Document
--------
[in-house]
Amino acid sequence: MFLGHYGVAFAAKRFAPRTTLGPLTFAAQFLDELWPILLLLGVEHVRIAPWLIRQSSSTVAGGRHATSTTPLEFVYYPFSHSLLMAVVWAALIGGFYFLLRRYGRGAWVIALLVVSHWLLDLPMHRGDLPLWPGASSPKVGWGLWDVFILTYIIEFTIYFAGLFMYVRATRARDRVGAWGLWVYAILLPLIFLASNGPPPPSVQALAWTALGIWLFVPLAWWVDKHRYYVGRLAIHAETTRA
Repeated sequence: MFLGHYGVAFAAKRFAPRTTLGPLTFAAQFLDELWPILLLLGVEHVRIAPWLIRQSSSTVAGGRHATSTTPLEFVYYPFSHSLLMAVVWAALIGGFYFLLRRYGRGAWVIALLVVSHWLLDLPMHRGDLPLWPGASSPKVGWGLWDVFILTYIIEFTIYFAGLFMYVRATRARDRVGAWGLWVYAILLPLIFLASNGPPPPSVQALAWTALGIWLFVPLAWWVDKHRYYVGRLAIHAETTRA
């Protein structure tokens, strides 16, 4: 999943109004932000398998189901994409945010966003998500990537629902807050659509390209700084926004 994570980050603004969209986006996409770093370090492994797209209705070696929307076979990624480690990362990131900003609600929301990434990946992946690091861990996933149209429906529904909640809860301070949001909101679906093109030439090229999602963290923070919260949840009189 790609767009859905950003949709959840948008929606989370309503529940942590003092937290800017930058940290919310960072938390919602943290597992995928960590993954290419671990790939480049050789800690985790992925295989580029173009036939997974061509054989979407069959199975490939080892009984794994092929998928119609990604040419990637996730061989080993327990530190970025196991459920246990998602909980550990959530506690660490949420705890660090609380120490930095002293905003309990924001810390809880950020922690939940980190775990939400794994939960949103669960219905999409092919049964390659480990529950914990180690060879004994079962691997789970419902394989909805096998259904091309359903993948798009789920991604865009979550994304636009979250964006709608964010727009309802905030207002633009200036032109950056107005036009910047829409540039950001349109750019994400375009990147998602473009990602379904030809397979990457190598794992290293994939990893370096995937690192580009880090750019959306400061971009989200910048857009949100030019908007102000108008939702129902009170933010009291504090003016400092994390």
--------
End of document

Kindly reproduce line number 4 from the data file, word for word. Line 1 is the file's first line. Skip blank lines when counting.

């Protein structure tokens, strides 16, 4: 999943109004932000398998189901994409945010966003998500990537629902807050659509390209700084926004 994570980050603004969209986006996409770093370090492994797209209705070696929307076979990624480690990362990131900003609600929301990434990946992946690091861990996933149209429906529904909640809860301070949001909101679906093109030439090229999602963290923070919260949840009189 790609767009859905950003949709959840948008929606989370309503529940942590003092937290800017930058940290919310960072938390919602943290597992995928960590993954290419671990790939480049050789800690985790992925295989580029173009036939997974061509054989979407069959199975490939080892009984794994092929998928119609990604040419990637996730061989080993327990530190970025196991459920246990998602909980550990959530506690660490949420705890660090609380120490930095002293905003309990924001810390809880950020922690939940980190775990939400794994939960949103669960219905999409092919049964390659480990529950914990180690060879004994079962691997789970419902394989909805096998259904091309359903993948798009789920991604865009979550994304636009979250964006709608964010727009309802905030207002633009200036032109950056107005036009910047829409540039950001349109750019994400375009990147998602473009990602379904030809397979990457190598794992290293994939990893370096995937690192580009880090750019959306400061971009989200910048857009949100030019908007102000108008939702129902009170933010009291504090003016400092994390």